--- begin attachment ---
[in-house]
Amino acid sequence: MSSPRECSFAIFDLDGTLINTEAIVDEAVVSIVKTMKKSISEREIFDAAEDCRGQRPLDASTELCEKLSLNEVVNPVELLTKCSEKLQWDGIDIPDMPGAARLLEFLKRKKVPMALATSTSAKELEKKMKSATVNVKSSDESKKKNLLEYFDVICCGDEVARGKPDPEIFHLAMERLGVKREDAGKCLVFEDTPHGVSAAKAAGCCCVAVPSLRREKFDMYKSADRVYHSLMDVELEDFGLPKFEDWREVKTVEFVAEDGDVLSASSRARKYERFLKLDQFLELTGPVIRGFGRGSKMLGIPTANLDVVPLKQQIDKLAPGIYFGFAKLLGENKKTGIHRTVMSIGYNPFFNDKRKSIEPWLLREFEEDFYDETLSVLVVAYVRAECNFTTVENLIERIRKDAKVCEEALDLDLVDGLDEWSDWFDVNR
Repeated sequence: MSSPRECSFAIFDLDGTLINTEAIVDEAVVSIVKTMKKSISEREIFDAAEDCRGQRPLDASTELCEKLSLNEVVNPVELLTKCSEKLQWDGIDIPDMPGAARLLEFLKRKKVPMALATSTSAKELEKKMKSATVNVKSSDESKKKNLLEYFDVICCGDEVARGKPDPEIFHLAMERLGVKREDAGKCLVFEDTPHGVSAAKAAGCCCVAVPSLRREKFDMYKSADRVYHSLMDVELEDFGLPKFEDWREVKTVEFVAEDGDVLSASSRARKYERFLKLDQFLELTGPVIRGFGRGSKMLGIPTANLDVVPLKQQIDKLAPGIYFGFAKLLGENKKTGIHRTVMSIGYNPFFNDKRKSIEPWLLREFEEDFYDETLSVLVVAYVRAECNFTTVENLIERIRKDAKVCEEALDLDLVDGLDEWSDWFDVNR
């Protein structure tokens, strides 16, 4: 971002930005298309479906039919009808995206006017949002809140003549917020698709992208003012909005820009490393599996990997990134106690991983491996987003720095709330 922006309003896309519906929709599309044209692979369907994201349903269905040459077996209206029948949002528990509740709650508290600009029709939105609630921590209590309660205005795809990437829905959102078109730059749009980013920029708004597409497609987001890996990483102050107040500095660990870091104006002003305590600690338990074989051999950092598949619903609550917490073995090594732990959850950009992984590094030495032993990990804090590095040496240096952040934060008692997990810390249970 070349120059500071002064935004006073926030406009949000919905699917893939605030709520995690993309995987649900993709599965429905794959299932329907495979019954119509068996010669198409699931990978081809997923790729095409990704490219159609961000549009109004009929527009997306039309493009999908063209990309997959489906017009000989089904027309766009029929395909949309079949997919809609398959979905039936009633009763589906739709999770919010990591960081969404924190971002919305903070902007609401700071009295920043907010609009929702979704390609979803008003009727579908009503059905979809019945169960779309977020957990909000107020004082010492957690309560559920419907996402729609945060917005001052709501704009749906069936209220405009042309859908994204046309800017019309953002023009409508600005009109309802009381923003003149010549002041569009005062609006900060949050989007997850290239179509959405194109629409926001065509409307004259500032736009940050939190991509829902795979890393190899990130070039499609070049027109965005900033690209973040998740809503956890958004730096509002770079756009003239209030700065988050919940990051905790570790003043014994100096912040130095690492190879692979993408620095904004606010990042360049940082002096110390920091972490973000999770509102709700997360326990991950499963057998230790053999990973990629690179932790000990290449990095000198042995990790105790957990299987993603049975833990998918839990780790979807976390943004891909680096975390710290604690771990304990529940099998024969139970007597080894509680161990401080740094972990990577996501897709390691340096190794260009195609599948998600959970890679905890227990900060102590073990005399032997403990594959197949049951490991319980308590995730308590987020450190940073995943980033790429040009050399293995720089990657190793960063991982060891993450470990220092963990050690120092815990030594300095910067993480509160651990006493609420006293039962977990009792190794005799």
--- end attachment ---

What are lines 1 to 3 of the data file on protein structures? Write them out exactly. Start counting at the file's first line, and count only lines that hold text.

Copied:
[in-house]
Amino acid sequence: MSSPRECSFAIFDLDGTLINTEAIVDEAVVSIVKTMKKSISEREIFDAAEDCRGQRPLDASTELCEKLSLNEVVNPVELLTKCSEKLQWDGIDIPDMPGAARLLEFLKRKKVPMALATSTSAKELEKKMKSATVNVKSSDESKKKNLLEYFDVICCGDEVARGKPDPEIFHLAMERLGVKREDAGKCLVFEDTPHGVSAAKAAGCCCVAVPSLRREKFDMYKSADRVYHSLMDVELEDFGLPKFEDWREVKTVEFVAEDGDVLSASSRARKYERFLKLDQFLELTGPVIRGFGRGSKMLGIPTANLDVVPLKQQIDKLAPGIYFGFAKLLGENKKTGIHRTVMSIGYNPFFNDKRKSIEPWLLREFEEDFYDETLSVLVVAYVRAECNFTTVENLIERIRKDAKVCEEALDLDLVDGLDEWSDWFDVNR
Repeated sequence: MSSPRECSFAIFDLDGTLINTEAIVDEAVVSIVKTMKKSISEREIFDAAEDCRGQRPLDASTELCEKLSLNEVVNPVELLTKCSEKLQWDGIDIPDMPGAARLLEFLKRKKVPMALATSTSAKELEKKMKSATVNVKSSDESKKKNLLEYFDVICCGDEVARGKPDPEIFHLAMERLGVKREDAGKCLVFEDTPHGVSAAKAAGCCCVAVPSLRREKFDMYKSADRVYHSLMDVELEDFGLPKFEDWREVKTVEFVAEDGDVLSASSRARKYERFLKLDQFLELTGPVIRGFGRGSKMLGIPTANLDVVPLKQQIDKLAPGIYFGFAKLLGENKKTGIHRTVMSIGYNPFFNDKRKSIEPWLLREFEEDFYDETLSVLVVAYVRAECNFTTVENLIERIRKDAKVCEEALDLDLVDGLDEWSDWFDVNR